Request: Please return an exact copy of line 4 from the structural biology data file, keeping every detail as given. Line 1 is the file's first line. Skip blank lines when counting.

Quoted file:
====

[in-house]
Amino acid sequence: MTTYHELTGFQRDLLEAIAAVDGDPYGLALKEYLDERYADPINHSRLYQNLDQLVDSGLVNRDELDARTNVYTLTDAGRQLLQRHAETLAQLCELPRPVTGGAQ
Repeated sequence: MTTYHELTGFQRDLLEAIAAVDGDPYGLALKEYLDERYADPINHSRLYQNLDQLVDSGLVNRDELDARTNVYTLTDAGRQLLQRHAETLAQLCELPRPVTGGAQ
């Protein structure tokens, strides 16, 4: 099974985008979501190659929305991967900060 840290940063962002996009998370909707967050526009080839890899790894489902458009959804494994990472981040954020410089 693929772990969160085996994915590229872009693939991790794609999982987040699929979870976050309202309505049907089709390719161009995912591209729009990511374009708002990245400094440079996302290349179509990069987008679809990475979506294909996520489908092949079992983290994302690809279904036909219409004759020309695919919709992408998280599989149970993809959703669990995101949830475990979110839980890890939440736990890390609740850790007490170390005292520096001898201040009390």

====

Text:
């Protein structure tokens, strides 16, 4: 099974985008979501190659929305991967900060 840290940063962002996009998370909707967050526009080839890899790894489902458009959804494994990472981040954020410089 693929772990969160085996994915590229872009693939991790794609999982987040699929979870976050309202309505049907089709390719161009995912591209729009990511374009708002990245400094440079996302290349179509990069987008679809990475979506294909996520489908092949079992983290994302690809279904036909219409004759020309695919919709992408998280599989149970993809959703669990995101949830475990979110839980890890939440736990890390609740850790007490170390005292520096001898201040009390």